Nissan To Sell Battery Division To Envision Group

AUG 3 2018 BY MARK KANE 24

Nissan found a new buyer for its lithium-ion battery business after the deal with GSR Capital was cancelled.

LEAF Battery Pack Gets Assembled In Tennessee

The battery unit will be acquired by Envision Group, a sustainable energy operator, which just like GSR Capital is a Chinese company.

Under the definitive agreement, Envision will acquire Nissan’s electric battery operations and production facilities:

  • Nissan subsidiary Automotive Energy Supply Corporation (AESC)
  • battery manufacturing operations in Smyrna, Tennessee, owned by Nissan North America Inc. (NNA)
  • battery manufacturing operations in Sunderland, England, owned by Nissan Motor Manufacturing (UK) Ltd. (NMUK)
  • Nissan’s Japanese battery development and production engineering operations located in Oppama, Atsugi and Zama

However, there is a catch… Nissan this time will not sell the entire battery business unit, but will retain 25% of it.

We believe Nissan will also continue to purchase 40 kWh battery packs from Envision, while separately it will switch to other suppliers for further versions (60 kWh) and models.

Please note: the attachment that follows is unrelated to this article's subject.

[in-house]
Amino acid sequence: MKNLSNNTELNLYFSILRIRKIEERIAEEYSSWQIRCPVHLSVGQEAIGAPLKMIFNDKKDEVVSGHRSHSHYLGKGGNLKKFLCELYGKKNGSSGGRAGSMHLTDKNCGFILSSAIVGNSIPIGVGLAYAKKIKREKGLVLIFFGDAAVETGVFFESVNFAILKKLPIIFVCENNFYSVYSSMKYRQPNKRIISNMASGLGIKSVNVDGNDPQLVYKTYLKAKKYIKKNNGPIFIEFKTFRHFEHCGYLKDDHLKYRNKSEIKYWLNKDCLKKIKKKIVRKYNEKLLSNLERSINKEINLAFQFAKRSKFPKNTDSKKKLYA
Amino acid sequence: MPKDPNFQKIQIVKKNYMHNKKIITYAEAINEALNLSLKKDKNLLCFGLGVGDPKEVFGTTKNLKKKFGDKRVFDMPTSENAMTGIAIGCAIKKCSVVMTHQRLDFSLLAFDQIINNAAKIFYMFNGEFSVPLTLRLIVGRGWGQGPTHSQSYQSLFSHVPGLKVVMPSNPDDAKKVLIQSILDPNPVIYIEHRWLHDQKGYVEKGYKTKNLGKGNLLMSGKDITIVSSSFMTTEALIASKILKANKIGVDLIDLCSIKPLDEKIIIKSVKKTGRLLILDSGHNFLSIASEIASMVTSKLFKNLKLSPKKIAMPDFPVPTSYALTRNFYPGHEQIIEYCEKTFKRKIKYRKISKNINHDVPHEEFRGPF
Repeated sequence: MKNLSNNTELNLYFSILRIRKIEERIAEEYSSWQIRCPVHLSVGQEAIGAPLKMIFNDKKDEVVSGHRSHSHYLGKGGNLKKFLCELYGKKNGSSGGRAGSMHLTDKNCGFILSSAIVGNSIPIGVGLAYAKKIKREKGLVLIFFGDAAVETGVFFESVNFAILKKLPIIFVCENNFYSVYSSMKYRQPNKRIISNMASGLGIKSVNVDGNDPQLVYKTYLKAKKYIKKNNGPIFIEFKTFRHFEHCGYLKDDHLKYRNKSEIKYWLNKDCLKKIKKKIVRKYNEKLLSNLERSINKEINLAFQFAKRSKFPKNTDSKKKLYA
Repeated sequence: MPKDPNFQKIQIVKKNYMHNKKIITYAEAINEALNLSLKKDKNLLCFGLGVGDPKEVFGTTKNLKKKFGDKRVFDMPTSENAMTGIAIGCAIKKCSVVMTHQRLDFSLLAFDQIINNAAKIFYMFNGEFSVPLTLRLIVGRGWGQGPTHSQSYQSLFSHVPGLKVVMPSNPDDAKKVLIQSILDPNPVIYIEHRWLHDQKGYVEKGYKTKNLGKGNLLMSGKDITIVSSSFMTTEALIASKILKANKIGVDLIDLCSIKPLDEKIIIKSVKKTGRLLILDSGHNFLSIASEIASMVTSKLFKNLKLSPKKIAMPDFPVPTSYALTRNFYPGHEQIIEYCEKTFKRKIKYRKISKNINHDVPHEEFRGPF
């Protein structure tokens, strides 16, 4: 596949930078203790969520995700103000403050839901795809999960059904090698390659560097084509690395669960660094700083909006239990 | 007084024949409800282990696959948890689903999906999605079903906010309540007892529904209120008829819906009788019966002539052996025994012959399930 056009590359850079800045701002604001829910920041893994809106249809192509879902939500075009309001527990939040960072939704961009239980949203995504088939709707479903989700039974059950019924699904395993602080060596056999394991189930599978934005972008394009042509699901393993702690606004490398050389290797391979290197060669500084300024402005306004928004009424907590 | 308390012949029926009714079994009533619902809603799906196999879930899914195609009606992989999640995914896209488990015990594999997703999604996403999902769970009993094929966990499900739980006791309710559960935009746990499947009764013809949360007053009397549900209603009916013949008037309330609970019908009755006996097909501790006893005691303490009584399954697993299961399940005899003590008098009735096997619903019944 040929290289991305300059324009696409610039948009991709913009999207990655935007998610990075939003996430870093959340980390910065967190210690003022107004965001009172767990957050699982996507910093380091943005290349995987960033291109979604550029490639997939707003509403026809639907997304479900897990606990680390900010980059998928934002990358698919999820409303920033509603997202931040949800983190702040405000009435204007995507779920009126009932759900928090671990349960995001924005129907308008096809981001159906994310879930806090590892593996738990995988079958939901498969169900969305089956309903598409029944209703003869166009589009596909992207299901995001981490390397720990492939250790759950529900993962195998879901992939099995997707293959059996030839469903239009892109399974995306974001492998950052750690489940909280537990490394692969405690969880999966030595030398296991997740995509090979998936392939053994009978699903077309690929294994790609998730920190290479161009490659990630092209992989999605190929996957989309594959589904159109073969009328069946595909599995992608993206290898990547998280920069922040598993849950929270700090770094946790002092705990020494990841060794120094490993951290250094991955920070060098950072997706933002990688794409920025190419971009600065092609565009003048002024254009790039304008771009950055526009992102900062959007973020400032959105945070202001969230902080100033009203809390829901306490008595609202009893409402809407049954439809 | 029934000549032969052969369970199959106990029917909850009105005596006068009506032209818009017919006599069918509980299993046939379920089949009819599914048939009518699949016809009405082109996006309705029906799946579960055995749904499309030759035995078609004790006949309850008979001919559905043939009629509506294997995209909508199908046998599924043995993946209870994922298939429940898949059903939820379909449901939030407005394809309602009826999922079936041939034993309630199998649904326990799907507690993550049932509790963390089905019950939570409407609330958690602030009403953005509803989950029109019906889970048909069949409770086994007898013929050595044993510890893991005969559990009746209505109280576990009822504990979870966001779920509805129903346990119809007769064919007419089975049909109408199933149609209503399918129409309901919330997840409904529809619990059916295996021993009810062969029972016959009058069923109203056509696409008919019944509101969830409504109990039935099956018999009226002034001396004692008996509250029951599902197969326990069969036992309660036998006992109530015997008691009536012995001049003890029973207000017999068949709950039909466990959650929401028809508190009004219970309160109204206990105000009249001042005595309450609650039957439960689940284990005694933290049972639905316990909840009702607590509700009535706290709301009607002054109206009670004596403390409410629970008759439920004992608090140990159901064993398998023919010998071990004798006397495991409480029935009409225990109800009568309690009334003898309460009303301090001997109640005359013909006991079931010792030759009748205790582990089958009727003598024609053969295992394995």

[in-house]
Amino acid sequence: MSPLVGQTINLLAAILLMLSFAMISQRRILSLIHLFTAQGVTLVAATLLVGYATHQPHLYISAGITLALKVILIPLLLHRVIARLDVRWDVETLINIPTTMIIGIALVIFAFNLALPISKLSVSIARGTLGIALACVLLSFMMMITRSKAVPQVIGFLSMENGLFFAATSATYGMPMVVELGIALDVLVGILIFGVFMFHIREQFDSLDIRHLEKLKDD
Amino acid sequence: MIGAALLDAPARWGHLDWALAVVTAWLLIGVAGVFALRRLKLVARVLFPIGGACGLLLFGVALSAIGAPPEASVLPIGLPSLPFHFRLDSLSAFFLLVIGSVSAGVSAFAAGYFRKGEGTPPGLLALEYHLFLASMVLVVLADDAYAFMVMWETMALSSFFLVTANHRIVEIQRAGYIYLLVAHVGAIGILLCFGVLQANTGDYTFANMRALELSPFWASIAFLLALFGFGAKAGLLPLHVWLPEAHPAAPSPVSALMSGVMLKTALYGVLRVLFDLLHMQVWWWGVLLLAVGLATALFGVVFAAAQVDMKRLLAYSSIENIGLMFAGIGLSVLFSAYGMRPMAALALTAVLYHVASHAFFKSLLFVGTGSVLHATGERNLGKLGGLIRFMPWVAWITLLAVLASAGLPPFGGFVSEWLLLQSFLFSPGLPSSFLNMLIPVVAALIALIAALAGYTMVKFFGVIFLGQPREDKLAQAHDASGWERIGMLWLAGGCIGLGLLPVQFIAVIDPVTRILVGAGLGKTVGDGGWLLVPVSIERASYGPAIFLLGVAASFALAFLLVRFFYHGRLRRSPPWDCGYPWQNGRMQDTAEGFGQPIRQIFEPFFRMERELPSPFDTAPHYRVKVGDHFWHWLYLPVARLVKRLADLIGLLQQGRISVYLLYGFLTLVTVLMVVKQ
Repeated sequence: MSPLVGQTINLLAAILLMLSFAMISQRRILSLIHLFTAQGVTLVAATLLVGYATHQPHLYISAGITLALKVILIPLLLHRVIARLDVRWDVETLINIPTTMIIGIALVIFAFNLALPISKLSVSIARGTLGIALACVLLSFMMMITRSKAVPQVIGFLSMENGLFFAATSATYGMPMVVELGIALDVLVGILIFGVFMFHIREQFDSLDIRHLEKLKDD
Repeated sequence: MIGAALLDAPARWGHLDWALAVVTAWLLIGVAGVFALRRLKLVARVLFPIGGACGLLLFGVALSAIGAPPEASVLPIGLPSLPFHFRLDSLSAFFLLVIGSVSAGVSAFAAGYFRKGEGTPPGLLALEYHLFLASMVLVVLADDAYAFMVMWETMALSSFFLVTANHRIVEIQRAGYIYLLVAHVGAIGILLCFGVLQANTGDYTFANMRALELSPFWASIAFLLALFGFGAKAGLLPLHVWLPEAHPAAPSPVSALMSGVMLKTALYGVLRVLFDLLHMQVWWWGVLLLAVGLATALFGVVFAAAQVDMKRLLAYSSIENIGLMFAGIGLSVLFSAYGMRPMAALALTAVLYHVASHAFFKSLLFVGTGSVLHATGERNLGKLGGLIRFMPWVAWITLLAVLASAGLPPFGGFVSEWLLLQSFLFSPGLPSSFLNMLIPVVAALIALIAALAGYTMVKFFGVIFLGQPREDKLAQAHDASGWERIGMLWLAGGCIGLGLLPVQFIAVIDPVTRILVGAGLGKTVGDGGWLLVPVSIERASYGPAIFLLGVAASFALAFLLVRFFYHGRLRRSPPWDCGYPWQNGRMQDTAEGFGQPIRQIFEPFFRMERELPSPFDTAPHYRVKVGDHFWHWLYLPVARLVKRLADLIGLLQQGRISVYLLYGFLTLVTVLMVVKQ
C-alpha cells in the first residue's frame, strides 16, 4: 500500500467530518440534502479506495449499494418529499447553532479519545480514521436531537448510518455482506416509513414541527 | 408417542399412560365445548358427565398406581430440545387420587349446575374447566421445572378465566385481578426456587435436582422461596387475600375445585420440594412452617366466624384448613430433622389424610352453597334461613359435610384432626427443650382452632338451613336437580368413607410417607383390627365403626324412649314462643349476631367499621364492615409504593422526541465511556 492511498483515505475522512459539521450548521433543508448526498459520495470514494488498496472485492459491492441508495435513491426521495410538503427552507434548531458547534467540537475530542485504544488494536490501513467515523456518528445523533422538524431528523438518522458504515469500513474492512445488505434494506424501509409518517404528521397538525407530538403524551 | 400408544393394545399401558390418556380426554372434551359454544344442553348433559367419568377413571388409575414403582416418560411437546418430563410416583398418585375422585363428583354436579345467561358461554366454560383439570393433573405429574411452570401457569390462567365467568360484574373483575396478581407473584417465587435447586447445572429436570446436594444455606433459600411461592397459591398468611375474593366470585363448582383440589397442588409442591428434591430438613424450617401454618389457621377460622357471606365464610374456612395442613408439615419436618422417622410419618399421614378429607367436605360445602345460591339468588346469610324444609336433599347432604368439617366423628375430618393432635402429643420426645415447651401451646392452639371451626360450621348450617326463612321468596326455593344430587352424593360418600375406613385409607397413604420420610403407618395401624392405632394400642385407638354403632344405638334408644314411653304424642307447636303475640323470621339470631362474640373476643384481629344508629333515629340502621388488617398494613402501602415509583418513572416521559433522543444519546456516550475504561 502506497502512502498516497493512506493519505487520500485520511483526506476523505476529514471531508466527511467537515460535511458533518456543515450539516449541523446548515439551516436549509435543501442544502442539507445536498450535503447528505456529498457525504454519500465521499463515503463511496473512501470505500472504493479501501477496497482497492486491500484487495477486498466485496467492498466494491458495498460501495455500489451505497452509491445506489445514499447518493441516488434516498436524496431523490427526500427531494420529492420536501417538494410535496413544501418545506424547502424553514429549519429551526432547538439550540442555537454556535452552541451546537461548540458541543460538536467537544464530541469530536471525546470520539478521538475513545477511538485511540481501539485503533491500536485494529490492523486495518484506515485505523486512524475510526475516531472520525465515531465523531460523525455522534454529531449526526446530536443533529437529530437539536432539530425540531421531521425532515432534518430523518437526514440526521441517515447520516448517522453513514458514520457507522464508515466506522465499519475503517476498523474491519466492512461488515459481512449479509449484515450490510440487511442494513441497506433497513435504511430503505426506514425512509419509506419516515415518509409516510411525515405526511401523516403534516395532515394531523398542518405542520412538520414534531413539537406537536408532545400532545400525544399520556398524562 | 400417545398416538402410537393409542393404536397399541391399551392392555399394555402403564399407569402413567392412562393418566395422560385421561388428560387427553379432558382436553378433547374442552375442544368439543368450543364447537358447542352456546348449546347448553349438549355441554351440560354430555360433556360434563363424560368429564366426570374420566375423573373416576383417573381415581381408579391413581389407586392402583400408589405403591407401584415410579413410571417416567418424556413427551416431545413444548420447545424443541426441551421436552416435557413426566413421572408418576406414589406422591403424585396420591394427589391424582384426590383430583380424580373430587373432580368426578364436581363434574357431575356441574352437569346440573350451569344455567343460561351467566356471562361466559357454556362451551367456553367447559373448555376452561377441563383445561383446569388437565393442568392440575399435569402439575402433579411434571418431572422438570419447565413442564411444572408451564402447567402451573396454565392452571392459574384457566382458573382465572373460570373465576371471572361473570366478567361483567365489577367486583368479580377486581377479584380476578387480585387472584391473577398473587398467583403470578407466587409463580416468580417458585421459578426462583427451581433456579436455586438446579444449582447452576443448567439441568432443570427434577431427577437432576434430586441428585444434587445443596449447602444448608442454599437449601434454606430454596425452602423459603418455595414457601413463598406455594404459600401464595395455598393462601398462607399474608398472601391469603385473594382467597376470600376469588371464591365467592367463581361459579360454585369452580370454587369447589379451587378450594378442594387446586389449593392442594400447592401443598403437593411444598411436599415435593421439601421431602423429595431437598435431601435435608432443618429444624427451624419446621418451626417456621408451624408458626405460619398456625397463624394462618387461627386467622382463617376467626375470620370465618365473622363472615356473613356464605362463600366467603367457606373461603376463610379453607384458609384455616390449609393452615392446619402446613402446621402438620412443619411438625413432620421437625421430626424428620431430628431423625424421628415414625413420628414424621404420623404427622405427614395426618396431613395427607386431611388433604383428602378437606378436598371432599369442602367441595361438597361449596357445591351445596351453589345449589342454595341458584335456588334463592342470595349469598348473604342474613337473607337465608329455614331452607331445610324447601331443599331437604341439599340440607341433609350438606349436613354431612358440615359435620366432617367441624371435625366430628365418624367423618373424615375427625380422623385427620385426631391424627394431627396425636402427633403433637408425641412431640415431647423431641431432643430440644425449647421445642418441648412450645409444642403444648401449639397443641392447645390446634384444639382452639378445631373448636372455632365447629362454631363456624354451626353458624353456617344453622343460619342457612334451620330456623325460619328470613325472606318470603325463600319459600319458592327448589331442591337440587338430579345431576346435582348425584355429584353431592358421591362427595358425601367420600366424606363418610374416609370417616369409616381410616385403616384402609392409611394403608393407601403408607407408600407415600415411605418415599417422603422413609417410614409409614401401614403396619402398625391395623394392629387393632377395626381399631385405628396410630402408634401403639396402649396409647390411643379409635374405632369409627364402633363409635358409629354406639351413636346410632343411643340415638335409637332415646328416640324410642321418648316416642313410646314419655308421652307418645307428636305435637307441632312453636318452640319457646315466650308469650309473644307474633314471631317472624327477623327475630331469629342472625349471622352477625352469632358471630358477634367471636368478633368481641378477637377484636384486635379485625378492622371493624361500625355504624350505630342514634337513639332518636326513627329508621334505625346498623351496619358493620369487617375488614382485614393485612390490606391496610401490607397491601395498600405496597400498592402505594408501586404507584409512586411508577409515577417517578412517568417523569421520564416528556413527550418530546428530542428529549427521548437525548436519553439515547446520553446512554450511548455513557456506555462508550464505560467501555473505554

The making of a Nissan LEAF battery in Sunderland, UK (2014)

“The workforce at all facilities covered by the deal will continue to be employed. The headquarters and development centers of the business will remain in Japan.

Nissan will implement the transaction by first taking full control of AESC – founded in 2007 to develop advanced lithium-ion batteries – by acquiring the combined 49% minority holding held by NEC Corporation and its wholly owned electrode development and production subsidiary, NEC Energy Devices, Ltd (NECED).

NEC today announced its approval of the sale of AESC shares to Nissan and the sale of NECED shares to Envision.

Today’s announced transaction is subject to normal consultation with staff representative bodies and, pending regulatory approvals, is expected to be completed by March 29, 2019. The transaction is contingent on Nissan purchasing all shares in AESC and Envision concluding purchase of all NECED shares from NEC. Financial terms have not been disclosed.

Under the agreement, Nissan has agreed to retain a 25% share or equity interest in the entity newly formed by Envision.”

Yasuhiro Yamauchi, Nissan’s Chief Competitive Officer, said:

“We are pleased to have secured a definitive agreement with Envision, a leading global company in the field of sustainable energy. The transaction will enable Nissan to concentrate on developing and producing market-leading electric vehicles – in line with the goals set in our midterm plan Nissan M.O.V.E. to 2022. We are confident that Envision will be a strong, long-term owner of the new company and that it will further grow as a battery company with increased competitiveness.”

Lei Zhang, founder and CEO of Envision, said: